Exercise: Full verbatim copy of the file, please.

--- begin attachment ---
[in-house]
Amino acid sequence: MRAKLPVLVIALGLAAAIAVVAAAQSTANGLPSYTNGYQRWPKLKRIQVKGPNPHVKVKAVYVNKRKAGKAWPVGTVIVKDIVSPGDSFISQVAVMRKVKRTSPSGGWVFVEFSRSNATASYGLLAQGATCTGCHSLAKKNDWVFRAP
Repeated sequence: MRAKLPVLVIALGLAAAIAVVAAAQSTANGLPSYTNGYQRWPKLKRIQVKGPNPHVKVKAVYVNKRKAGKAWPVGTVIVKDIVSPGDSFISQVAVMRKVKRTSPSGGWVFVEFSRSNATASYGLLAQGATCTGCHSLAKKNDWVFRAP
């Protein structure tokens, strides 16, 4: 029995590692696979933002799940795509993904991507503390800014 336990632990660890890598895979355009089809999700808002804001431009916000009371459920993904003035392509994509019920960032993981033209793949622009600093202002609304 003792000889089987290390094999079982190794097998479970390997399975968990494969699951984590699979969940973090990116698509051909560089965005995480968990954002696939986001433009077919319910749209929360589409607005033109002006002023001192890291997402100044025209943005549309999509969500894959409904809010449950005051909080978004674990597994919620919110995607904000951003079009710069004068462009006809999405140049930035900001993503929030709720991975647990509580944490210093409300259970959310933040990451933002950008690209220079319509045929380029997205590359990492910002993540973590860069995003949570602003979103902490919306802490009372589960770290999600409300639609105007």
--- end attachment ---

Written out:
[in-house]
Amino acid sequence: MRAKLPVLVIALGLAAAIAVVAAAQSTANGLPSYTNGYQRWPKLKRIQVKGPNPHVKVKAVYVNKRKAGKAWPVGTVIVKDIVSPGDSFISQVAVMRKVKRTSPSGGWVFVEFSRSNATASYGLLAQGATCTGCHSLAKKNDWVFRAP
Repeated sequence: MRAKLPVLVIALGLAAAIAVVAAAQSTANGLPSYTNGYQRWPKLKRIQVKGPNPHVKVKAVYVNKRKAGKAWPVGTVIVKDIVSPGDSFISQVAVMRKVKRTSPSGGWVFVEFSRSNATASYGLLAQGATCTGCHSLAKKNDWVFRAP
């Protein structure tokens, strides 16, 4: 029995590692696979933002799940795509993904991507503390800014 336990632990660890890598895979355009089809999700808002804001431009916000009371459920993904003035392509994509019920960032993981033209793949622009600093202002609304 003792000889089987290390094999079982190794097998479970390997399975968990494969699951984590699979969940973090990116698509051909560089965005995480968990954002696939986001433009077919319910749209929360589409607005033109002006002023001192890291997402100044025209943005549309999509969500894959409904809010449950005051909080978004674990597994919620919110995607904000951003079009710069004068462009006809999405140049930035900001993503929030709720991975647990509580944490210093409300259970959310933040990451933002950008690209220079319509045929380029997205590359990492910002993540973590860069995003949570602003979103902490919306802490009372589960770290999600409300639609105007």